Autism Mass Murder Link? Washington Post Needs to Learn to FACT CHECK
Most Autistic people are not violent. Most people with mental health conditions are not violent. Most PEOPLE are not violent. But when they are, no matter their neurology, if they have easy access to numerous firearms (the Oregon shooter, whom I won't name, had at least 13 firearms), they can take the lives of many people in a matter of minutes. 

Recently, in an undisclosed location, I saw a young, presumably non-autistic, well-built man (as in I think he probably did not need much of a weapon to protect himself, but maybe he has an invisible disability and feels safer with a gun) wearing a gun in a holster while buying something like chips and soda in a convenience store. It looked a bit silly to me, a guy packing a weapon in broad daylight. I did not feel "protected" by his presence, by the way. Another person I know (in a limited way) says he went out and bought MORE weapons after one mass shooting because he was concerned that the government would "take his guns," although no one has suggested anything of the sort. I think he now has enough weapons to carry one in each hand and rig up some way to shoot the others with his feet. I don't consider either of these people dangerous, but they might be. Who knows. They both exemplify to me the pervasiveness of gun-oriented thinking and the tendency for U.S. Americans to go to some kinds of extremes about weapons. It seems to be to be one thing to have a gun in the home for protection and another to carry them around in the streets or to own more than you could possibly use at a time because you're afraid someone is going to get the ones you already have.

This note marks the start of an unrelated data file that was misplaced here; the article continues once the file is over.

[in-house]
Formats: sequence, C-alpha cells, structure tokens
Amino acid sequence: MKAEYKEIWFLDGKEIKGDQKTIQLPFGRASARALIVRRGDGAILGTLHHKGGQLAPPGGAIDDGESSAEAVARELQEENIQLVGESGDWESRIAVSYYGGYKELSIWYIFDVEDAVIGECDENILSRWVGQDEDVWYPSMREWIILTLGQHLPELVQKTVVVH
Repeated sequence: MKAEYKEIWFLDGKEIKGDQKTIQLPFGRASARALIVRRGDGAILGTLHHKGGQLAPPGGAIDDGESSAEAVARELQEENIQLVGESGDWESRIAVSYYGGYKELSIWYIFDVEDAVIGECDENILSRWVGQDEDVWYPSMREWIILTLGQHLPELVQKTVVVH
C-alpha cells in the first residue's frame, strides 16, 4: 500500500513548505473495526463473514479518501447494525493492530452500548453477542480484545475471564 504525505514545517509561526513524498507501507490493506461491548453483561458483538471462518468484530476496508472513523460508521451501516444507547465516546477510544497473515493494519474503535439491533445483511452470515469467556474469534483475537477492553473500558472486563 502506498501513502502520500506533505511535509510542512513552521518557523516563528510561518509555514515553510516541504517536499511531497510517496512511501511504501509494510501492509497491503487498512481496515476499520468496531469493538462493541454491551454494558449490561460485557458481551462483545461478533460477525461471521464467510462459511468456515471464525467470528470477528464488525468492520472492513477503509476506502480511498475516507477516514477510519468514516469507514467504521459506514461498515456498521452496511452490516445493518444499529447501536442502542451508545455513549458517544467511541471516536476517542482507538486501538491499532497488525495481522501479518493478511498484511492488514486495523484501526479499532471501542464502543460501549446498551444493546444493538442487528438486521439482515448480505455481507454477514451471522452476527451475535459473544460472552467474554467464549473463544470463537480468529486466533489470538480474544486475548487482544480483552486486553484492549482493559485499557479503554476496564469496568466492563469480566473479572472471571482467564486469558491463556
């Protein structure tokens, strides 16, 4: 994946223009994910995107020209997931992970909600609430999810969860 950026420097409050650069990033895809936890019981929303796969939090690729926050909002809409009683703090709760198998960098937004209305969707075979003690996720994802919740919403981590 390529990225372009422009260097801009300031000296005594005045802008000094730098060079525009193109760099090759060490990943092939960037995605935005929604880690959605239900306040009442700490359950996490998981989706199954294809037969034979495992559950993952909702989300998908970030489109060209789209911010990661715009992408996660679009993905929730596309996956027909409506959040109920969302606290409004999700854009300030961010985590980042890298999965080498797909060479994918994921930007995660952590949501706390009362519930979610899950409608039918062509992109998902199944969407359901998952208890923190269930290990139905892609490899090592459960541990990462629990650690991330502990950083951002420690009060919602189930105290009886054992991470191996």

Mass murders are senseless and horrible. So are other types of murder, which are not being focused on at this time. Although in a way I do not want to turn away from the fact of mass murder, I also need to point out that gun-related violence is pervasive in other areas. One of those areas is domestic violence. This link is a bit dated but it is what I can find right now, and shows the general picture, which can be boiled down to: People with guns get mad and kill other people. "In 2002, 54 percent of female homicide victims were shot and killed with a gun." The Facts on Guns and Domestic Violence  My point is that gun regulation needs to be a concern in many areas and that a narrow focus on the diagnosis of mass murderers needs to be broadened. Focus on it for a bit after the next gun-related crime happens, and then consider getting to work on ALL gun-related violence.